Additionally, Mr. de Fontaine went over the elements of the best corporate energy efficiency strategies, which the report summarized into "Seven Habits" of core practices and principles:
Another point of discussion included the common challenges and barriers faced by companies when implementing organization-wide energy initiatives. The most common barriers identified included a lack of project funding, lack of staff time and expertise, inadequate management tools, and insufficient technical information.
Case studies of six highly effective corporate energy efficiency programs supplemented the report. The case study companies included The Dow Chemical Company, United Technologies Corporation, IBM, Toyota, PepsiCo and Best Buy. Mr. de Fontaine addressed aspects of the companies' efficiency initiatives that are helping them achieve significant reductions in energy use and carbon emissions. While some companies have integrated approaches to achieving superior corporation-wide energy performance, others have specific initiatives targeting products and services, the supply chain, and internal operations.
From Shop Floor to Top Floor: Best Business Practices in Energy Efficiency documents what organizations are doing and what they can do to reduce energy use and carbon emissions. With business accounting for a large amount of energy use in the United States, the Pew Center's study suggests that they not only have an opportunity to face today's energy and climate challenges, but they also possess the tools needed to do so.3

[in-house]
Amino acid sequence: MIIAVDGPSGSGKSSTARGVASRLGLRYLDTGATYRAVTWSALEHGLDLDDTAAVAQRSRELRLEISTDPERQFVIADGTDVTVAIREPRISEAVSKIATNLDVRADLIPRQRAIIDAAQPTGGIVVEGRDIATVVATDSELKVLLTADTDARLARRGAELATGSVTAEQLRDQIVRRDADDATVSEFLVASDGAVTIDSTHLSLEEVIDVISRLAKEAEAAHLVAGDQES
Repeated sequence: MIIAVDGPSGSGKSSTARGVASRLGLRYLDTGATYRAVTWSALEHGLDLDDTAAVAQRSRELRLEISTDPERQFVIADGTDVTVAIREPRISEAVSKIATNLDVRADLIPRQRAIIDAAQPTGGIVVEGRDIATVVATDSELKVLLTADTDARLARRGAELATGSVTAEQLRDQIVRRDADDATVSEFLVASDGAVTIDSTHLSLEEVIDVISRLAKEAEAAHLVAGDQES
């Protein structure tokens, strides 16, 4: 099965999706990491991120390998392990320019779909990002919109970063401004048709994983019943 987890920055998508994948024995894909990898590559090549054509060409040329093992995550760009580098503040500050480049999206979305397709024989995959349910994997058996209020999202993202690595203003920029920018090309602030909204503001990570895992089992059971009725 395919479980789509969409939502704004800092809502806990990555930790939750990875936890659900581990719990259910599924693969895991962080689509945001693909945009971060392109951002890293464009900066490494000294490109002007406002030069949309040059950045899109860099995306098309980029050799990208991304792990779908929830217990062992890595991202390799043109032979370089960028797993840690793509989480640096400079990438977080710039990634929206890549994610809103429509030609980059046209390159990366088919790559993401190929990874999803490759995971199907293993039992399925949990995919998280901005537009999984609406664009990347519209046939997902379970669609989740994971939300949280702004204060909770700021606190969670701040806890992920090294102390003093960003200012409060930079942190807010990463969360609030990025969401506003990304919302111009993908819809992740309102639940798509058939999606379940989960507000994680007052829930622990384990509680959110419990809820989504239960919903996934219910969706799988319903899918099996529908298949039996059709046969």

For the complete report, From Shop Floor to Top Floor: Best Business Practices in Energy Efficiency, go to the Pew Center on Global Climate Change's Web site: http://www.pewclimate.org/energy-efficiency/corporate-energy-efficiency-report.
To access or download (PDF and audio file) Mr. de Fontaine's presentation, visit ITP's Thursday Webcasts for Industry page: http://www1.eere.energy.gov/industry/resources/thursday_webcasts.html.
To receive e-mail notifications on upcoming Thursday Webcasts for Industry and other ITP news, please go to http://www1.eere.energy.gov/industry/subscribe/index.html.
ITP's Thursday Webcasts for Industry help industrial personnel learn about DOE software tools, technologies, partnership opportunities, and other resources that can be used to save energy and reduce carbon emissions. They occur on the first Thursday of every month from 2:00 to 3:00 p.m. Eastern Time. You can register to participate in upcoming Webcasts by visiting the ITP events calendar (http://www2.eere.energy.gov/industry/newsandevents/events.html) or the Best Practices training calendar (http://www1.eere.energy.gov/industry/bestpractices/events_calendar.asp).
1Pew Center on Global Climate Change, From Shop Floor to Top Floor: Best Business Practices in Energy Efficiency, April 2010, Page iii, http://www.pewclimate.org/docUploads/PEW_EnergyEfficiency_FullReport.pdf.
2Pew Center on Global Climate Change, From Shop Floor to Top Floor: Best Business Practices in Energy Efficiency, April 2010, Page v, http://www.pewclimate.org/docUploads/PEW_EnergyEfficiency_FullReport.pdf.
3Pew Center on Global Climate Change, From Shop Floor to Top Floor: Best Business Practices in Energy Efficiency, April 2010, Page vii, http://www.pewclimate.org/docUploads/PEW_EnergyEfficiency_FullReport.pdf.